Graham Macmillan

Bridging the ‘Financial Capability Gap’ to Financial Inclusion

The fact that between 500 million and 800 million of the world’s poor have gained access to finance in recent years is a significant accomplishment. But 25 percent or less of these individuals have received any form of financial training that would help them make informed decisions about their borrowing, their savings and their entire financial future. This lack of instruction represents the “financial capability gap,” which is both massive and rapidly growing.

Addressing it is an urgent priority for the field. It’s the reason why today we are releasing Bridging the Gap: The Business Case for Financial Capability.

This study, commissioned by the Citi Foundation and researched by the Monitor Group & Partners for Sustainable Development, seeks to understand what is needed to strengthen the client capability side of financial inclusion efforts.

Increasingly, financial inclusion is defined as a balanced approach of providing access to appropriate financial products and services, while ensuring clients have the skills, knowledge, and understanding how to best use the products and services.[1] Without this balance, financial inclusion efforts are at best ineffective, or at worst, risk-provoking.

We undertook this research to ask some critical questions and find some important answers. How could financial services providers be incentivized to pay for Financial Capability provision themselves, not just as an expense driver, but as a revenue driver? Are there Financial Capability models that make good business sense? What kinds of solutions and models must be developed that achieve this ‘win-win’ for financial service providers and their clients – not just in the world of MFIs, but beyond? Given current resource constraints, it would be a mistake to assume the public sector will cover these costs and address these issues entirely. Any solution will require a mix of funding sources and efforts from many stakeholders—but financial institutions will have a strong, if not central, role to play through more innovative models that both deliver client capability and recover their costs.

The research and analysis contained here is the result of interviews with more than 90 organizations involved in financial capability; site visits to six countries; extensive secondary research; and the critical input of 30 key stakeholders whom we convened in Madrid in November 2011 to discuss how to strengthen the provision of financial capability and make it more scalable. We are grateful to all those who contributed their data and experiences to inform the conclusions.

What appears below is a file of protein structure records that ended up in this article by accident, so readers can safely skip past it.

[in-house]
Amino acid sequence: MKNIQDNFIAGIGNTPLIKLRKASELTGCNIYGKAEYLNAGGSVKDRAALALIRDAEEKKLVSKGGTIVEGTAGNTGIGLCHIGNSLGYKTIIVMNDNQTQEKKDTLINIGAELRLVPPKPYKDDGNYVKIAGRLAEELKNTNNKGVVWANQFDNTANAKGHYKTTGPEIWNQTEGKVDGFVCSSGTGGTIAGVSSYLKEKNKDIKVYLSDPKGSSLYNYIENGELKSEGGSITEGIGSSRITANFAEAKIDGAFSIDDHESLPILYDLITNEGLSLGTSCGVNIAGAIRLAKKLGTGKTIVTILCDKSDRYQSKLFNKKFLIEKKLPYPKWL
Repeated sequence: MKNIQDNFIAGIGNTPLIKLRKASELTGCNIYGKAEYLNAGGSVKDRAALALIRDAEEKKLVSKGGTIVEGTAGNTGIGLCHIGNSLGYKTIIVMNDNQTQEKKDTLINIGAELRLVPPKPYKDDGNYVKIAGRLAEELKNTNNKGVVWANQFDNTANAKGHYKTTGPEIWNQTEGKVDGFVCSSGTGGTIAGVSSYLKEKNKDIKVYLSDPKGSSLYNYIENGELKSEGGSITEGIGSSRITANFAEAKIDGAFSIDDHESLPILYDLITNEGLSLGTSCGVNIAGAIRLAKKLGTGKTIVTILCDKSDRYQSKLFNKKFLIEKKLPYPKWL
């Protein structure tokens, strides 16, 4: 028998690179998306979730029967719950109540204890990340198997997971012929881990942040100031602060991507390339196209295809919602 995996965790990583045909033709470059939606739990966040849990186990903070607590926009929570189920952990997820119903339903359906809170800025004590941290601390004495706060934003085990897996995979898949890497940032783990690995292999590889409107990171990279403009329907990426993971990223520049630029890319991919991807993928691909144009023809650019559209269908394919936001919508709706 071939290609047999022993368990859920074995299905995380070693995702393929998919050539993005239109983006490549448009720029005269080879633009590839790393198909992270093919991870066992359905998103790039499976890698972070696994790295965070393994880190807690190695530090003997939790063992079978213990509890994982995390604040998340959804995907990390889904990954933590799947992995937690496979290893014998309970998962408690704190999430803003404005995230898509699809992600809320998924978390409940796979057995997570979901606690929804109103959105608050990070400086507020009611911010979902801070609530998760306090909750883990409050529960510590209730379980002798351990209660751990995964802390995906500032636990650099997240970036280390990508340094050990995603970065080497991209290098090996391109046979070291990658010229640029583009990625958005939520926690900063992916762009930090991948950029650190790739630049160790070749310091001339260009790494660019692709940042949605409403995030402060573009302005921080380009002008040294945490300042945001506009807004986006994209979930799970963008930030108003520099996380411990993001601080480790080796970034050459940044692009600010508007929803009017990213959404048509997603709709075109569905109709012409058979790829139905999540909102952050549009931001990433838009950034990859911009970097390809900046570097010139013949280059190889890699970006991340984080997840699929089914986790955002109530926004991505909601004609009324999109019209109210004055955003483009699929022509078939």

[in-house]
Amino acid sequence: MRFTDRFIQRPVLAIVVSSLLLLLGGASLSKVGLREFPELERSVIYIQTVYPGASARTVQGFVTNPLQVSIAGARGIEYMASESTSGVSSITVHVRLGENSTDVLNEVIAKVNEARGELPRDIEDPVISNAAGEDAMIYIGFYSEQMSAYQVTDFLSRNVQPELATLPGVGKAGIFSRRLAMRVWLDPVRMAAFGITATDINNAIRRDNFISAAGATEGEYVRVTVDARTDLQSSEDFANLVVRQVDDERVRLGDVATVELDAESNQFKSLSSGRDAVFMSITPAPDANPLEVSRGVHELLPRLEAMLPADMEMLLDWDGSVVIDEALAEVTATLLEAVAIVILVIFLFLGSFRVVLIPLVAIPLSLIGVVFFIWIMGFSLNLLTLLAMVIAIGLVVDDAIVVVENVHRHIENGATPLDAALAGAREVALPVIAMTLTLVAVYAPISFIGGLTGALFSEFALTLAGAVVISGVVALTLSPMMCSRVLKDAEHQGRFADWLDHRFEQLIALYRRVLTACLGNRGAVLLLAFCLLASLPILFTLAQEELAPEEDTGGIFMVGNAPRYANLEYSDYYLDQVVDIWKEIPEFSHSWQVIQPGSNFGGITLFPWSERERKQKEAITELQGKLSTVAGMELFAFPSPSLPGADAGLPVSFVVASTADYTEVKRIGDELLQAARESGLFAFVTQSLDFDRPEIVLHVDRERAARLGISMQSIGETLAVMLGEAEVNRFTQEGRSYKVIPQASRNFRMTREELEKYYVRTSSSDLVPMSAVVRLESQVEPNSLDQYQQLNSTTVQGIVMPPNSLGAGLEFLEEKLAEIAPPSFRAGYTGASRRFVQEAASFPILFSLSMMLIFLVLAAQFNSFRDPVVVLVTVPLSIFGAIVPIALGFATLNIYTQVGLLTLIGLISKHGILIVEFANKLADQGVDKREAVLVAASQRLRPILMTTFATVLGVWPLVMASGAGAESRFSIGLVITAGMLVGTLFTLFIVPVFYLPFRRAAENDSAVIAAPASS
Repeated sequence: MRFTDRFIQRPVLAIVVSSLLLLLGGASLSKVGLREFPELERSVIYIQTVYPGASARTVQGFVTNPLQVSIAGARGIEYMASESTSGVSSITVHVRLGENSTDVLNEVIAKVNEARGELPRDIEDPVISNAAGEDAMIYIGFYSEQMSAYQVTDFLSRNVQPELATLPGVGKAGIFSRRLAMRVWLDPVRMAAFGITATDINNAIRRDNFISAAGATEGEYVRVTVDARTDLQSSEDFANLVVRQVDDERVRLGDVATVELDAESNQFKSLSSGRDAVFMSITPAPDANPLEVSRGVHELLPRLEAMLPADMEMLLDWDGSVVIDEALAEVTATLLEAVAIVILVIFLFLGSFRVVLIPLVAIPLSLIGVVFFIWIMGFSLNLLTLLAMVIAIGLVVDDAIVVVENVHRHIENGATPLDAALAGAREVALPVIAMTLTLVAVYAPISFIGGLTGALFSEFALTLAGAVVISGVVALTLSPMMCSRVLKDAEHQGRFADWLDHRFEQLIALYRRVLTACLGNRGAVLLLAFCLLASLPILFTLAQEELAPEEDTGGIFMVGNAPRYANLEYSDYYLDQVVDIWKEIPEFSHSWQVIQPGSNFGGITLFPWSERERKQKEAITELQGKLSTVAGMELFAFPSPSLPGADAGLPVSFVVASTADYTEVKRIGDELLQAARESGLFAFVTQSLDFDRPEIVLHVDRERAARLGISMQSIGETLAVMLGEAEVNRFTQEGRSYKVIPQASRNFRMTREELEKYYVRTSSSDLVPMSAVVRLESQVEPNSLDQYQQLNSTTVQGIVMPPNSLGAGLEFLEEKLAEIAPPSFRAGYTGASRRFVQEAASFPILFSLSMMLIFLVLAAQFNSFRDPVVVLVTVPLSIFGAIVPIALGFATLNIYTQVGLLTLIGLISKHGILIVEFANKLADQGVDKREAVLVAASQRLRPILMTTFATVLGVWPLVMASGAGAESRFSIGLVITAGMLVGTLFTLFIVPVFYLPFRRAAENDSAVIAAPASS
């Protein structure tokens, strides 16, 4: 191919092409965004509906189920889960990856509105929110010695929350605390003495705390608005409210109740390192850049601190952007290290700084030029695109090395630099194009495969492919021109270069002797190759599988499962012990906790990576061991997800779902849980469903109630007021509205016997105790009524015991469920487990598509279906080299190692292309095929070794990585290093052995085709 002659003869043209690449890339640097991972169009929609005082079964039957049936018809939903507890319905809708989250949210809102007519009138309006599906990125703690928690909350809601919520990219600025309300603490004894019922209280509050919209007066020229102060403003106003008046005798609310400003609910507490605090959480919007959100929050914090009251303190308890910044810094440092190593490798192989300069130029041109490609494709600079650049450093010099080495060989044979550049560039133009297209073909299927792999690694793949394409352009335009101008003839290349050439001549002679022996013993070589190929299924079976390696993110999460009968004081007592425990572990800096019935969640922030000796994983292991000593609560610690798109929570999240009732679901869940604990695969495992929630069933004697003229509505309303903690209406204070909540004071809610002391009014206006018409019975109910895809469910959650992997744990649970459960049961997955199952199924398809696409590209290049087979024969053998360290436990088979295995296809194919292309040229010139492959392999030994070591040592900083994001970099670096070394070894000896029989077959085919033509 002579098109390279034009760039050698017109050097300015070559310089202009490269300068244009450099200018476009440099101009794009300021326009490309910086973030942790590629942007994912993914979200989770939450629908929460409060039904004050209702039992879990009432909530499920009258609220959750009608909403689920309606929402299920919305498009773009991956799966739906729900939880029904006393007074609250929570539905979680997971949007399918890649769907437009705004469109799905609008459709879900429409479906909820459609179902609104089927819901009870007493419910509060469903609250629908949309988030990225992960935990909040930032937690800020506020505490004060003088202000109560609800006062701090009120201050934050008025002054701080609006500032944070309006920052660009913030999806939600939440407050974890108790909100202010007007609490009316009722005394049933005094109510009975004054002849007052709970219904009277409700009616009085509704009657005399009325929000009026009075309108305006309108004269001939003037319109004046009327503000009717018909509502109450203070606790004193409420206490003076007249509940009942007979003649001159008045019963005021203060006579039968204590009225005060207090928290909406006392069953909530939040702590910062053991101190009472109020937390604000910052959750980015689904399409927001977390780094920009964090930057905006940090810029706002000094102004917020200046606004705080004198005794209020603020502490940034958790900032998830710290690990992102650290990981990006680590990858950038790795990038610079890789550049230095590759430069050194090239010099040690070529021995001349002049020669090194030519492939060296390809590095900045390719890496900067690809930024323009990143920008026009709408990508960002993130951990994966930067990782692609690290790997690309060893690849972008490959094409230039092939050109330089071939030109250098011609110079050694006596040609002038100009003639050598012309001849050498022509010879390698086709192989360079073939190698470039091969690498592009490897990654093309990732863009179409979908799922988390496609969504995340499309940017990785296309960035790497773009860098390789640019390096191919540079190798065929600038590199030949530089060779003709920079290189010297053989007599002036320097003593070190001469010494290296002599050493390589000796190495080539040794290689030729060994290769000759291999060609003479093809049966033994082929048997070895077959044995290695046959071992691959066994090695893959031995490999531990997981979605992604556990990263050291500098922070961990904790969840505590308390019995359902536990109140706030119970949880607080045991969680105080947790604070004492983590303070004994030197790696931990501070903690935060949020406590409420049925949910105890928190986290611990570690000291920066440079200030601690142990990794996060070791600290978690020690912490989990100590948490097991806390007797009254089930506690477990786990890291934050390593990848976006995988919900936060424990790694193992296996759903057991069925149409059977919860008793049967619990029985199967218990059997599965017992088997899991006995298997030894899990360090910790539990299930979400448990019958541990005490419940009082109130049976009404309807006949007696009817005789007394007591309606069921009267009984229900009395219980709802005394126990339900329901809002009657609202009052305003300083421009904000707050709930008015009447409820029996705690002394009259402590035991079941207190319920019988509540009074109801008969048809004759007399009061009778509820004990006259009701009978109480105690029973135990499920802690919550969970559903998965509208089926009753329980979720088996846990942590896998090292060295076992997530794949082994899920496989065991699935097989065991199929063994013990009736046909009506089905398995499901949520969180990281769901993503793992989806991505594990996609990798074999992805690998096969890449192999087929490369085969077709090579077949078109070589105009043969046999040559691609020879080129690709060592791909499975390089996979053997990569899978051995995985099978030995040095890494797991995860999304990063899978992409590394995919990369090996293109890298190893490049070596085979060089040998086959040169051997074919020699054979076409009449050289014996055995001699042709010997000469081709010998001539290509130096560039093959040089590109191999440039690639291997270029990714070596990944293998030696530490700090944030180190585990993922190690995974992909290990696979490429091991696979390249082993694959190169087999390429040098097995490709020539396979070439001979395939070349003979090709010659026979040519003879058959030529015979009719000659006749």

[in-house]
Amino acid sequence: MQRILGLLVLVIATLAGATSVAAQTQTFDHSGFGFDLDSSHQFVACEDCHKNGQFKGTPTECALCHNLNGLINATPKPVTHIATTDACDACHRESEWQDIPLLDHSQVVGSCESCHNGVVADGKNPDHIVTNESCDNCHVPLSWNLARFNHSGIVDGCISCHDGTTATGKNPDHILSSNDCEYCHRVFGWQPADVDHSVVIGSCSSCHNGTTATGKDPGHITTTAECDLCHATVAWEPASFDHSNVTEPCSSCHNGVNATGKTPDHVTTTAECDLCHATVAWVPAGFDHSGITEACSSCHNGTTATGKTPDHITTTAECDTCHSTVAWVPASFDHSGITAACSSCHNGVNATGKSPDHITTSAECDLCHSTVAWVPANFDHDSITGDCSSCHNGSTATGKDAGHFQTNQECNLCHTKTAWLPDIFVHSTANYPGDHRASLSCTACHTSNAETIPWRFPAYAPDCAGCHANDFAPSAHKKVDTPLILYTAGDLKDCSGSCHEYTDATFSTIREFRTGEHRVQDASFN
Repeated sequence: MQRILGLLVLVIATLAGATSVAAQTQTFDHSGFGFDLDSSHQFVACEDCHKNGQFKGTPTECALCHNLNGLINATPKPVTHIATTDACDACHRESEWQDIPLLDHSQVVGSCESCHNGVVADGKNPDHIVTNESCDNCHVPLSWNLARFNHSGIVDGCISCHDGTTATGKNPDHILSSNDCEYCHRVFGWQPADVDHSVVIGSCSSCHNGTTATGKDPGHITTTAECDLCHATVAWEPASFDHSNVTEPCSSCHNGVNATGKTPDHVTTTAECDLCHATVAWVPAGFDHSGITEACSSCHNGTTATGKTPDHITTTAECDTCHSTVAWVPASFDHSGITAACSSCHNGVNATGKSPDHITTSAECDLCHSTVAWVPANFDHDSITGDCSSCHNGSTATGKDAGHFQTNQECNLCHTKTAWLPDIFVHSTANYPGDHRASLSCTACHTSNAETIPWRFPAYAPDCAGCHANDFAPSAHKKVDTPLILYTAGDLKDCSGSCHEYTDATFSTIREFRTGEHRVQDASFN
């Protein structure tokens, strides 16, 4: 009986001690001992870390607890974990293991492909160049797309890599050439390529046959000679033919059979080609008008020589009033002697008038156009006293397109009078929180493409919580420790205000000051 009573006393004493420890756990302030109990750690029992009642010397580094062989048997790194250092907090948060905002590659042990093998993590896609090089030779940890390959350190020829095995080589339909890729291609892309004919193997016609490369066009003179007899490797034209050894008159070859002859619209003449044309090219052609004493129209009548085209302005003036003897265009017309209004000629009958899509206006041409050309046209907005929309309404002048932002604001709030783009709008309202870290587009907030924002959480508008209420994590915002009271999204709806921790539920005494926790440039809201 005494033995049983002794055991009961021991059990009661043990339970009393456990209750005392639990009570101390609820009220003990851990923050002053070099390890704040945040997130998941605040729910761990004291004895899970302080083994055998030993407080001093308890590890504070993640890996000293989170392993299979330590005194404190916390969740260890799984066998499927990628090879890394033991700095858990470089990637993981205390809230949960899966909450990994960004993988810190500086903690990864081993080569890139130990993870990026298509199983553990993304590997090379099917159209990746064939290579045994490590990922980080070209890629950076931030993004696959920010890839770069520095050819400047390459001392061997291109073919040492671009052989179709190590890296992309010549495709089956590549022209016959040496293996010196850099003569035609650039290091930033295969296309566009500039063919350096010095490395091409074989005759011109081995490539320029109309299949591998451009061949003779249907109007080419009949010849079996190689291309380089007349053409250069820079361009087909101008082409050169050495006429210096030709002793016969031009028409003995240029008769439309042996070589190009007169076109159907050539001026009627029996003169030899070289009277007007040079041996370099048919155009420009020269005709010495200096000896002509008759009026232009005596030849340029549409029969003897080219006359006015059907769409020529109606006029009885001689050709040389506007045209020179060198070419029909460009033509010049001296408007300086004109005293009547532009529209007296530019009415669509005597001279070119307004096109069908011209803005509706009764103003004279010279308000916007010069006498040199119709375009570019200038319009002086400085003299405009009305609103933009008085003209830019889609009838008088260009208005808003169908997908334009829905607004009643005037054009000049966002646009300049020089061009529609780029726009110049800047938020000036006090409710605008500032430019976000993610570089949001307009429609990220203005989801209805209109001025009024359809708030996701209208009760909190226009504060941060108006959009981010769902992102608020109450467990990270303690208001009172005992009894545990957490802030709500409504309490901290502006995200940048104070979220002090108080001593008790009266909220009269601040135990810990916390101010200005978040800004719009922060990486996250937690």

Some of the report’s key findings are:

  • Of the roughly 500 – 800 million people that have some form of access to formal financial services, only 25% have had even the most basic financial education—a figure that is dwarfed by the estimated 2.7 billion people who remain unbanked or under-banked.
  • Depending on the combination of models used, it could cost anywhere from $7 billion to $10 billion to begin to provide financial capability just for those who already have access to finance.
  • Addressing the gap will require new and innovative capability models – that are ‘out of the classroom’, designed with customer needs and capabilities squarely in mind and where possible, have a business case – both in the world of MFIs and beyond.
  • The report provides a current snapshot of the field, including costs, provision models, attitudes and preferences of financial services providers, as well as key trends affecting the future evolution of capability-building. It provides a business case analysis of five financial education models in the field and profiles several more promising innovations.
  • The report ends with a set of recommendations for a shared action plan that can guide all stakeholders forward in more coordinated ways – and outlines detailed steps for more coordination, innovation and support.

We are excited by the dialogue this research has stimulated and the timing of important discussions on Financial Capability and Financial Education at meetings like the G20 in Mexico and APEC in Russia. Similarly, we are seeing alignment with the important client-focused work that CGAP is undertaking. Most importantly, however, we see the long-term benefit to clients as the more financial services providers incorporate capability-building, the more clients will be active and engaged consumers.

The full report and an executive summary are available at: and We welcome your questions and comments here on NextBillion.

You also may feel free to contact us directly:

Citi Foundation

Graham Macmillan:

Monitor Inclusive Markets

Anamitra Deb:; Mike Kubzansky:

[1] Scottish Financial Services Authority, 2005

financial inclusion, skill development